Oxford blocks Google Docs as a phishing countermeasure
Posted Mar 9, 2013 23:31 UTC (Sat) by jimparis
Parent article: Oxford blocks Google Docs as a phishing countermeasure
Maybe it's time for some better browser anti-phishing support. If
I were to stand over my dad's shoulder, and I saw him typing his Paypal password into Google Docs, I'd tell him to stop. The browser could do that too:
<input type="password" warn-other-domain="paypal.com">
- If a page is served via HTTPS, and has a password field with the
"warn-other-domain" attribute set to the current domain, then, when the page is submitted, HASH(password) is permanently stored in the browser, along with it's associated domain (paypal.com).
- Any time in the future, when a password field is filled out on any website, it is hashed and checked against the list of stored hashes. If it maches, but the stored hash's associated domain does not match the domain of the current website, a warning pops up:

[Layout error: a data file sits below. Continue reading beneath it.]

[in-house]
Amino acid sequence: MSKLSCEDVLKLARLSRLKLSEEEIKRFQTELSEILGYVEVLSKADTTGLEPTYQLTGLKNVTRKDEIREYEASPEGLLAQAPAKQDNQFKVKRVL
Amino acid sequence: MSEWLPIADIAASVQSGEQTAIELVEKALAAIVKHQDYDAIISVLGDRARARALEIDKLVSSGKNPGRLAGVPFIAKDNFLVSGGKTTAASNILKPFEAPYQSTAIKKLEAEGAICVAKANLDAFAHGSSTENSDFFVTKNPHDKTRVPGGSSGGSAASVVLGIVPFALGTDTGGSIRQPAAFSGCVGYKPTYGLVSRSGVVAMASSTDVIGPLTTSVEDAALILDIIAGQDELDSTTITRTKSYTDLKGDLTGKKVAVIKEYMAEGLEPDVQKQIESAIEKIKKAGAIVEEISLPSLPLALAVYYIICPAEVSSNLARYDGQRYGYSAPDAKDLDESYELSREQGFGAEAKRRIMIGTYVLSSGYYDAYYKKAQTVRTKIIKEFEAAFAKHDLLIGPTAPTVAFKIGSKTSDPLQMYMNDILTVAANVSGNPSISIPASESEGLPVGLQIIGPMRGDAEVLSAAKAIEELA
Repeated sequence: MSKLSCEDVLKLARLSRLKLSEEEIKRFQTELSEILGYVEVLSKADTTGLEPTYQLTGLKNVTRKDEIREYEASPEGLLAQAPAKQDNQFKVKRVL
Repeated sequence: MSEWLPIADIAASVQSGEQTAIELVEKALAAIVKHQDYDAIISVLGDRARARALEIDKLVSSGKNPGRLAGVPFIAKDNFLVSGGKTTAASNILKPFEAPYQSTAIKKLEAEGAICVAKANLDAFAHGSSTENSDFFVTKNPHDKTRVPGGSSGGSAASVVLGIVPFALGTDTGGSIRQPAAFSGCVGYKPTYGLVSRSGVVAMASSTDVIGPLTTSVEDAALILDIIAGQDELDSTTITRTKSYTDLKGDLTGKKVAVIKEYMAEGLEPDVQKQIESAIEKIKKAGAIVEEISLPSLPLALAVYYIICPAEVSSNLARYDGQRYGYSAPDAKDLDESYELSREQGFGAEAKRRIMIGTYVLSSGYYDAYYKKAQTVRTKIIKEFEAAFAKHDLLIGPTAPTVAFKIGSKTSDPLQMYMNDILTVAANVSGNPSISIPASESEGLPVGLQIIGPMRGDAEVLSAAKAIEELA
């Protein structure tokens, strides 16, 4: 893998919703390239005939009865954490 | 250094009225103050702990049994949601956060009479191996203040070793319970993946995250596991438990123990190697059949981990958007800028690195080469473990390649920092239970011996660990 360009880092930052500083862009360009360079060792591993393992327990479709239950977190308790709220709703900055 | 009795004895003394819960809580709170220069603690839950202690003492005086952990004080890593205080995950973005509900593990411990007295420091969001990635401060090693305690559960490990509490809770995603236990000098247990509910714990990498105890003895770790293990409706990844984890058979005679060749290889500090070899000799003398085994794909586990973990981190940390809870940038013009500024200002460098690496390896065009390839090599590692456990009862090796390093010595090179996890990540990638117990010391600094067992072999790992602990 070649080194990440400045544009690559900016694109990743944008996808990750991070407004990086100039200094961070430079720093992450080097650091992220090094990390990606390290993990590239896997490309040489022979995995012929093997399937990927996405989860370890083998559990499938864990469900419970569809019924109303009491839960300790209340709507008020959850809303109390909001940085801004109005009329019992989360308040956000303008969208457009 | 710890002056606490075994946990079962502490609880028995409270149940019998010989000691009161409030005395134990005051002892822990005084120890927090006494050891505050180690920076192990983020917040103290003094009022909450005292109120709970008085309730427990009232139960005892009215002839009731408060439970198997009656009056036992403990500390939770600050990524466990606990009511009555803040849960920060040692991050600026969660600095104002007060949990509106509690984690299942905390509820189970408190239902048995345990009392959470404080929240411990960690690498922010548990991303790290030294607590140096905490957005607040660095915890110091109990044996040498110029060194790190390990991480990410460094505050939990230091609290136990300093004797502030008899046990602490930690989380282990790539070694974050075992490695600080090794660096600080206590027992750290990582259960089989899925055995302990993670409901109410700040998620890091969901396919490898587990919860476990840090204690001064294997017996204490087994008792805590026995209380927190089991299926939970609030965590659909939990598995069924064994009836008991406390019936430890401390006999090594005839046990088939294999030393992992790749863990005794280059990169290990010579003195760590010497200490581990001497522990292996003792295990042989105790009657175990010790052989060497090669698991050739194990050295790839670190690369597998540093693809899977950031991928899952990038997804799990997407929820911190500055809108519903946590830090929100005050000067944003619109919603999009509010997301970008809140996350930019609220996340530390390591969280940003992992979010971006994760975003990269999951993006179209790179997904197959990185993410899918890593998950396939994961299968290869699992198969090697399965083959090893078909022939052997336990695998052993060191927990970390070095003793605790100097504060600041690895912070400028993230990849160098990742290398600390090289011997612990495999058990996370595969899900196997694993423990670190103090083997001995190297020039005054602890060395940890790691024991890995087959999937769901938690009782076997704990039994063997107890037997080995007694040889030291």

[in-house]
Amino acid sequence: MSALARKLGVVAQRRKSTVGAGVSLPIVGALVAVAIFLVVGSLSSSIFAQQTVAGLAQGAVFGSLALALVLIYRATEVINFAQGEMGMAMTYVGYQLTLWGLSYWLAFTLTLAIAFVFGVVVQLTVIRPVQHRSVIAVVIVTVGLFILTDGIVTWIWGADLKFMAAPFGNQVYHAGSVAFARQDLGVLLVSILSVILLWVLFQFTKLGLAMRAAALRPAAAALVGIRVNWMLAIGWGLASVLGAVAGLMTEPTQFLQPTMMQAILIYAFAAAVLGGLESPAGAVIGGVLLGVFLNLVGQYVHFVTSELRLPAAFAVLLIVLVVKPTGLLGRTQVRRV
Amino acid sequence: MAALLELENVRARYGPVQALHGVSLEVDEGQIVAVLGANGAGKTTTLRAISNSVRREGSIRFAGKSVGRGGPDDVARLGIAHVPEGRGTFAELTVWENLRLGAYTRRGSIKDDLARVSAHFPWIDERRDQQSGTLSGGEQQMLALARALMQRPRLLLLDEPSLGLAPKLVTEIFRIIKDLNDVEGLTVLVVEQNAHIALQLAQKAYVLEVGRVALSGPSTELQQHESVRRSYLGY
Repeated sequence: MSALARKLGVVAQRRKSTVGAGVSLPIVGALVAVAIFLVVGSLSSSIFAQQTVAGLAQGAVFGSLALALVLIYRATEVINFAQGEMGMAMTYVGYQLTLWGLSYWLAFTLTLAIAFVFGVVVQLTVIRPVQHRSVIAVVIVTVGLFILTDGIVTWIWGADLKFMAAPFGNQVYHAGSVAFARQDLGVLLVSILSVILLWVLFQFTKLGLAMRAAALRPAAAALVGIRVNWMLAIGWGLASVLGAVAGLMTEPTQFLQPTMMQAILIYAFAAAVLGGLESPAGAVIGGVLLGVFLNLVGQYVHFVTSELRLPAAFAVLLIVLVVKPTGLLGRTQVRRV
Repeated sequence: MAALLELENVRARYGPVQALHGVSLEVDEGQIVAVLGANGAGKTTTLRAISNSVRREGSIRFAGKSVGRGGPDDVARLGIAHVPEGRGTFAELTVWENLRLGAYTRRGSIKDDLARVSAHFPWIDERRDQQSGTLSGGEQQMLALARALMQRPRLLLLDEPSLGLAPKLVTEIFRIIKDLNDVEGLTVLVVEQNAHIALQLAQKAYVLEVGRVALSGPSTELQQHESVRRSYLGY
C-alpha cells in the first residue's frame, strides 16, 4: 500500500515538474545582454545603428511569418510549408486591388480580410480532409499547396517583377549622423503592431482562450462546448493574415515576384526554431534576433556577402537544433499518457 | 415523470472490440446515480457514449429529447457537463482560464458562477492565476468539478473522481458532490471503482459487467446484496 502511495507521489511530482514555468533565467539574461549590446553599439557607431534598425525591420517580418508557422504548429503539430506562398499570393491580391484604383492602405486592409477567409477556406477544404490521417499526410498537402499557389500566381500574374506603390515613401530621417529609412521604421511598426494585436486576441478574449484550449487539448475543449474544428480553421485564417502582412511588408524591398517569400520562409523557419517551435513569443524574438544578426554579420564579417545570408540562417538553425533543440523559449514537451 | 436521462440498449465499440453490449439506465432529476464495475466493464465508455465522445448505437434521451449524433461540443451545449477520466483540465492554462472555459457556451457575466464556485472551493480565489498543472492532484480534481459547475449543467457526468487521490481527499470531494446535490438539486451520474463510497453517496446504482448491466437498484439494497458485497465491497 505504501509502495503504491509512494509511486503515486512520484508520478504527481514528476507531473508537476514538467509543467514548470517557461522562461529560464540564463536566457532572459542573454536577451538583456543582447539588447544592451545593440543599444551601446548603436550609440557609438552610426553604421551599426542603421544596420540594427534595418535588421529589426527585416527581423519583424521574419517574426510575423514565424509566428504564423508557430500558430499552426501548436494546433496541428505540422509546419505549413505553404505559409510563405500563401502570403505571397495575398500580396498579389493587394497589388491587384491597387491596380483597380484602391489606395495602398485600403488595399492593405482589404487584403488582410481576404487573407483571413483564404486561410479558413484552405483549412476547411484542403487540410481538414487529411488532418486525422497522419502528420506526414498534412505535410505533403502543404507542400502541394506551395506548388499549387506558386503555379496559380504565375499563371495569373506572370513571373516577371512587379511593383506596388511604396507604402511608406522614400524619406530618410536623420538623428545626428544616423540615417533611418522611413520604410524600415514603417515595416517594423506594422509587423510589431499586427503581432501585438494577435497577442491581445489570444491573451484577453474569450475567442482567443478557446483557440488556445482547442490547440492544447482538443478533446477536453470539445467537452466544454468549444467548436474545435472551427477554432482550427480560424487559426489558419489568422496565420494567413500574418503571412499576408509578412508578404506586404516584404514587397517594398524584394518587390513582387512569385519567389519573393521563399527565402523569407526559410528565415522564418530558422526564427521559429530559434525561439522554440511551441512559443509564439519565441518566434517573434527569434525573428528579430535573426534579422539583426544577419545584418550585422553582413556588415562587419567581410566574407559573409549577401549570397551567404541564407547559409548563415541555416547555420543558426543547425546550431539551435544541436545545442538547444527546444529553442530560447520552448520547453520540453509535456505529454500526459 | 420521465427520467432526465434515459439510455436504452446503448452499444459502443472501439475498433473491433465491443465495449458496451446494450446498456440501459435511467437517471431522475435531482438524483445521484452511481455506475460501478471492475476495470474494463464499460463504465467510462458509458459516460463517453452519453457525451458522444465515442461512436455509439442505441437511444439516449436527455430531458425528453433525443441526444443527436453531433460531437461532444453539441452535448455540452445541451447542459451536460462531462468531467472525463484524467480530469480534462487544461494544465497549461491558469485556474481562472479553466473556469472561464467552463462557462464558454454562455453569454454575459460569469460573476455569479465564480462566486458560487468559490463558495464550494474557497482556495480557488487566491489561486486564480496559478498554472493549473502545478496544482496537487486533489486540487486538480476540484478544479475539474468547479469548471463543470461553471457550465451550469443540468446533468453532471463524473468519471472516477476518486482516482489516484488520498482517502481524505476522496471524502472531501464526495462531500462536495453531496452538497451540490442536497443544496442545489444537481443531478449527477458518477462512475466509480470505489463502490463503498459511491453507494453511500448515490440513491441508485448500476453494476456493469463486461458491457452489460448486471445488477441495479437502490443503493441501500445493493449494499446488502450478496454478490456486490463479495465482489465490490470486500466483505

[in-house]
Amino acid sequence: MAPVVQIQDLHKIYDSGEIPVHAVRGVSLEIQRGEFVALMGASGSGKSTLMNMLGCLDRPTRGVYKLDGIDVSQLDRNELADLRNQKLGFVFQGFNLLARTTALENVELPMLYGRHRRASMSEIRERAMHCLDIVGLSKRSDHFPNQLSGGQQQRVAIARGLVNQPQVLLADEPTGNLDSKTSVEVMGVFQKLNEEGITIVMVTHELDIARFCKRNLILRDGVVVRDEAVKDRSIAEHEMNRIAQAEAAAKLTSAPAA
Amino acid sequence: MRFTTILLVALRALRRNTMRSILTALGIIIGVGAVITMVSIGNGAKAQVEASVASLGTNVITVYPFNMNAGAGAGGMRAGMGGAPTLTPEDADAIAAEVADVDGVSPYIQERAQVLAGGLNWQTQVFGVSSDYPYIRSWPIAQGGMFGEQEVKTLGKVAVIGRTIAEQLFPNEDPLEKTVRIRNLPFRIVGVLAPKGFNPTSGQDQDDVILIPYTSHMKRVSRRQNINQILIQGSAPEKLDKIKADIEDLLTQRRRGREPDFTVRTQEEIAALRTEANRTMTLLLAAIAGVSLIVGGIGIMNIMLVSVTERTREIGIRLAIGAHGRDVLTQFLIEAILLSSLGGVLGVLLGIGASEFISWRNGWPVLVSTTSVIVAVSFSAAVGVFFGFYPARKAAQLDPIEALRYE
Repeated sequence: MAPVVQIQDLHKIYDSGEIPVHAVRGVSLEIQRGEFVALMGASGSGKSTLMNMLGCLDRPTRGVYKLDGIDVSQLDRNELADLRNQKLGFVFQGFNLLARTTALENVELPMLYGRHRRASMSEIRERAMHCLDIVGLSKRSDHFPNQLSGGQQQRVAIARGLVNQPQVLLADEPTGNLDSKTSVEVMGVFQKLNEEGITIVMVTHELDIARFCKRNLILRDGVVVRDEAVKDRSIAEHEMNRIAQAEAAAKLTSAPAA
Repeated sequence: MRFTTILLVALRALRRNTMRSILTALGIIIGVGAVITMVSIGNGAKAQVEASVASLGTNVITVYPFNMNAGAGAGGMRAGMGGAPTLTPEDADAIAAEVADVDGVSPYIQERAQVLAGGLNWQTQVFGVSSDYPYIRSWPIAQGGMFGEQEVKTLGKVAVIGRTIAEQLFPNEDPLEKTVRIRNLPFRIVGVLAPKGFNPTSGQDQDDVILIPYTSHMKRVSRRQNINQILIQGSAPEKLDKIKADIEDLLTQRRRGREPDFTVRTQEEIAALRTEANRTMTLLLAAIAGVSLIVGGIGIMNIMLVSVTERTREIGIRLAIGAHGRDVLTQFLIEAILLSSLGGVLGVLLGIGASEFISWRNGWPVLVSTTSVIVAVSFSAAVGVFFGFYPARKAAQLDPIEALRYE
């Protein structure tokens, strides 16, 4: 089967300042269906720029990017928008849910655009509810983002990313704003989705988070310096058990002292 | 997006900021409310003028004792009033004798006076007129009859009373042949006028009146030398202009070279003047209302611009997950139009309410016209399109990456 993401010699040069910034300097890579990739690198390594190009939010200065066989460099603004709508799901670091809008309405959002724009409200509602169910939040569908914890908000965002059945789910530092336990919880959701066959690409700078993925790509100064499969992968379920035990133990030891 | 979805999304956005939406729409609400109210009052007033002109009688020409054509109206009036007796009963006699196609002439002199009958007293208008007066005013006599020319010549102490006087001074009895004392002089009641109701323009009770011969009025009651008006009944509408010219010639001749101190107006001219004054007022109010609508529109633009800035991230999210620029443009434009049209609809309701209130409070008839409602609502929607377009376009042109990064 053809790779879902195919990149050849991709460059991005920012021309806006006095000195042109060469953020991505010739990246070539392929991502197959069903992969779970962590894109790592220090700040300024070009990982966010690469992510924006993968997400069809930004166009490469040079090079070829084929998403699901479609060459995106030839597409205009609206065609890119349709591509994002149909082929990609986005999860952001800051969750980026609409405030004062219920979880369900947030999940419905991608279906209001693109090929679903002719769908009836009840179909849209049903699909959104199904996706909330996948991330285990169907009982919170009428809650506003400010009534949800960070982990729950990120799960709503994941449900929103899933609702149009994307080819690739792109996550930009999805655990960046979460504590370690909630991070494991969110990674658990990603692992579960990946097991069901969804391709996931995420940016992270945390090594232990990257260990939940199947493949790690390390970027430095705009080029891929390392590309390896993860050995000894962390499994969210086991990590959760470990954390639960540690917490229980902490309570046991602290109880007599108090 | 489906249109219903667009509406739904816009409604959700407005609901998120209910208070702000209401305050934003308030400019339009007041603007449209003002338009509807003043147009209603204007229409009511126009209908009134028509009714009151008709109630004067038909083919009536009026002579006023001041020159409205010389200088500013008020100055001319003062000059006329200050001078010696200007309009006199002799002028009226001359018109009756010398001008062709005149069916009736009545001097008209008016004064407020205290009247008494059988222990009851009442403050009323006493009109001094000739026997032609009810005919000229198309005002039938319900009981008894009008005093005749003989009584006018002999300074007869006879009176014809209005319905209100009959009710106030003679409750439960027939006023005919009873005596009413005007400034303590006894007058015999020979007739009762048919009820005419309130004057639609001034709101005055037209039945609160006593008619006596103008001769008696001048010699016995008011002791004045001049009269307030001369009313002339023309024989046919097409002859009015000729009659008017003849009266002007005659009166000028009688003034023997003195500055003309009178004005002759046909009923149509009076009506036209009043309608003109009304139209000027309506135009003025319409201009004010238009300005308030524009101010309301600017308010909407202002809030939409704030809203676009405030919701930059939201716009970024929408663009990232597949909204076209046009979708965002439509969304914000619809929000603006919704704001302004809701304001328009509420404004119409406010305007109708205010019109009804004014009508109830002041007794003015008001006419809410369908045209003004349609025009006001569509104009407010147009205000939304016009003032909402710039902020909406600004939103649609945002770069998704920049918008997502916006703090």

You just entered a password that you've used before on another site, paypal.com. The original site requested that you do not use this
password anywhere else, and that any other sites asking for this password may be a potential "phishing" attack trying to steal your identity.
If you really want to submit this password to docs.google.com,
please enter it again below and select an option.
[Send my password to docs.google.com]
[Send my password to docs.google.com, and don't ask again]
In practice you'd have to put a bit more thought into this, I'm sure.
(consider attacker pages that don't use a password field to read the user's password)
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